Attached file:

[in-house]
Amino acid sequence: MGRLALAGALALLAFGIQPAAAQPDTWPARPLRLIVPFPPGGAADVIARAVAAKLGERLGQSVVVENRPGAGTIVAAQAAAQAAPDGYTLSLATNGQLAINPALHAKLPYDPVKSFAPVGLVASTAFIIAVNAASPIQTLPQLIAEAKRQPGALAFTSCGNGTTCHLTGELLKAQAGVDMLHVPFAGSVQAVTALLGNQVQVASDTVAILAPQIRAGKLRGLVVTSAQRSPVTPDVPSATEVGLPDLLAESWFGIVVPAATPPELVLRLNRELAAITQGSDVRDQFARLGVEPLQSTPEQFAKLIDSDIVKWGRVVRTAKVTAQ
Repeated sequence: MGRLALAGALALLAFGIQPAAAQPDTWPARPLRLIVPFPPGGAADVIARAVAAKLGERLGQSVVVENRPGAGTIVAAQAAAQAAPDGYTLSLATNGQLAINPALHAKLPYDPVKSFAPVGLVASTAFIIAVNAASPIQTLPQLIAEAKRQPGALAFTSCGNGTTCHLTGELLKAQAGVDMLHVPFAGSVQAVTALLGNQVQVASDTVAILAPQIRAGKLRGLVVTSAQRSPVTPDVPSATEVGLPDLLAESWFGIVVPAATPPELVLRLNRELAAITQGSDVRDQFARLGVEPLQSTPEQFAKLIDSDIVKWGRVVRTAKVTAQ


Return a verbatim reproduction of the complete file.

[in-house]
Amino acid sequence: MGRLALAGALALLAFGIQPAAAQPDTWPARPLRLIVPFPPGGAADVIARAVAAKLGERLGQSVVVENRPGAGTIVAAQAAAQAAPDGYTLSLATNGQLAINPALHAKLPYDPVKSFAPVGLVASTAFIIAVNAASPIQTLPQLIAEAKRQPGALAFTSCGNGTTCHLTGELLKAQAGVDMLHVPFAGSVQAVTALLGNQVQVASDTVAILAPQIRAGKLRGLVVTSAQRSPVTPDVPSATEVGLPDLLAESWFGIVVPAATPPELVLRLNRELAAITQGSDVRDQFARLGVEPLQSTPEQFAKLIDSDIVKWGRVVRTAKVTAQ
Repeated sequence: MGRLALAGALALLAFGIQPAAAQPDTWPARPLRLIVPFPPGGAADVIARAVAAKLGERLGQSVVVENRPGAGTIVAAQAAAQAAPDGYTLSLATNGQLAINPALHAKLPYDPVKSFAPVGLVASTAFIIAVNAASPIQTLPQLIAEAKRQPGALAFTSCGNGTTCHLTGELLKAQAGVDMLHVPFAGSVQAVTALLGNQVQVASDTVAILAPQIRAGKLRGLVVTSAQRSPVTPDVPSATEVGLPDLLAESWFGIVVPAATPPELVLRLNRELAAITQGSDVRDQFARLGVEPLQSTPEQFAKLIDSDIVKWGRVVRTAKVTAQ